Thanks Arthur. I've tried an antidepressant (only because it was prescribed for depression) and it didn't work for either one. I am currently trying to switch from my 5 minute dr. to a real dr. (that,s another story) . When I find a real dr. I will expect better help with this.
That's true for me too. When something negative happens, like getting out of the hospital with all these diabetic issues and equipment, the second thing I wanted to do was to get to my smokes. Which was actually better than the first thing I wanted to do , which was to take all of the insulin they gave me and just go to sleep and never wake up.
Your not alone. I quit a few years ago with the patch. Didn't last more than 2 weeks. Last November I quit, again, for 4 months with Chantix. Made me very nauseous, but I stuck it out until a family member took ill.
I went back to the Dr. to try it again on a lower dosage, still got sick to my stomach. It is a terrible addiction but I don't think the Chantix is worth the risk. I'm planning on trying to quit again very soon. Good luck to you and anyone else is is trying to quit.
I quit smoking, cold turkey, three years ago after 32 years of sucking on those things. I owe a great deal of credit to the education, help and support I got from an on-line support community at www.whyquit.com.
You don't have to join to read the excellent materials on-hand about the mechanics, physiology and psychology of quitting, written in plain english by people who have done it.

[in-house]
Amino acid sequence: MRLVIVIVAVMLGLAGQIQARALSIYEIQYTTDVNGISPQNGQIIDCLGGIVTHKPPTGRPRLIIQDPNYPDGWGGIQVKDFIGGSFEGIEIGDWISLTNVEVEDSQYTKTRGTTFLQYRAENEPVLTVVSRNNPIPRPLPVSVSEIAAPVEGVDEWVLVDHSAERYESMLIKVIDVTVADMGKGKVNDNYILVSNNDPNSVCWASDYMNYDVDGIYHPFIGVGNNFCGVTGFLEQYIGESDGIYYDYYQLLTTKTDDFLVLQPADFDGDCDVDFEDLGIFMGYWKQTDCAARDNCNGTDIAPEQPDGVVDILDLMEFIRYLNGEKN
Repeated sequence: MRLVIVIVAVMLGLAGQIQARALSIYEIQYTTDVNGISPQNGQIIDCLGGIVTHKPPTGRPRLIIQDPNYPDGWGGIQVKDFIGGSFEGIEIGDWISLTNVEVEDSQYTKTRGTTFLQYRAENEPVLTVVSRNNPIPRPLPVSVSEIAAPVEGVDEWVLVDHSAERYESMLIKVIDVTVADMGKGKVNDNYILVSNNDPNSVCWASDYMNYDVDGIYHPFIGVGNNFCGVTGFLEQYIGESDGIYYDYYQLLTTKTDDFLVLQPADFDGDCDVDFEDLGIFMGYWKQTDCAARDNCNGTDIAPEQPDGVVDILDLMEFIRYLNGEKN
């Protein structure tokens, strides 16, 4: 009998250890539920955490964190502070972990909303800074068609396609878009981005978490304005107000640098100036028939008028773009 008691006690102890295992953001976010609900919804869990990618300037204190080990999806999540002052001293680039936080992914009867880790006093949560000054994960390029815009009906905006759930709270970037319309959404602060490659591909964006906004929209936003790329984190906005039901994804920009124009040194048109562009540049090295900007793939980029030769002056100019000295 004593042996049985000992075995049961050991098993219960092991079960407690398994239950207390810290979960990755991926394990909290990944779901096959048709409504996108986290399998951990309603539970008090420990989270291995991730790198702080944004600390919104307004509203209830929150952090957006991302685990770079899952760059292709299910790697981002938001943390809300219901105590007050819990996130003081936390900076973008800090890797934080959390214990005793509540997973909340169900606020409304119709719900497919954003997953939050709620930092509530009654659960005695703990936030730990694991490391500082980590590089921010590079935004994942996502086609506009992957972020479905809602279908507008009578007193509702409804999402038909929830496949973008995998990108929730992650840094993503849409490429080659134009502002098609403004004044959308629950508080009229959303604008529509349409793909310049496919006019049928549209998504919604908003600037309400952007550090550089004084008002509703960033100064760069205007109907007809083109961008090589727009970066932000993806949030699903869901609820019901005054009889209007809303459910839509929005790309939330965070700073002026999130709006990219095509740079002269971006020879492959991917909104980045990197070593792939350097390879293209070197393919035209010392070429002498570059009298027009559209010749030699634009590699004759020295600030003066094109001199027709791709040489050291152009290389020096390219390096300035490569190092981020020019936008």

However, if you join, it is not for the faint hearted. The group has a strict 'no relapse' policy.
It took me two years after my diagnosis as a diabetic to work up the nerve to seriously try to quit. I have to tell you two important things about the process.
1. It was one of the hardest things I've ever done and
2. It was easier than I thought it would be.
Remember, it's not a habit - it's an addiction. Be careful of just substituting one form of nicotine for another. I used inhalers for a year. I couldn't give them up.
Anyway, give Whyquit.com a shot. You've got nothing to lose.
This year Diabetes Hands Foundation has pledged US$35,000 in Big Blue Test grants, continuing its support for programs aimed at providing lifesaving supplies, medical tests, treatment, and patient education to people living in need who have or at risk Read on! →
Kim Vlasnik, you NAILED it! In this video, Kim Vlasnik takes our breath away as she describes what its like to be a person with diabetes. Fortunately, Stanford’s Medicine-X Conference gives ePatients, like Kim, a chance to speak since we carry the Read on! →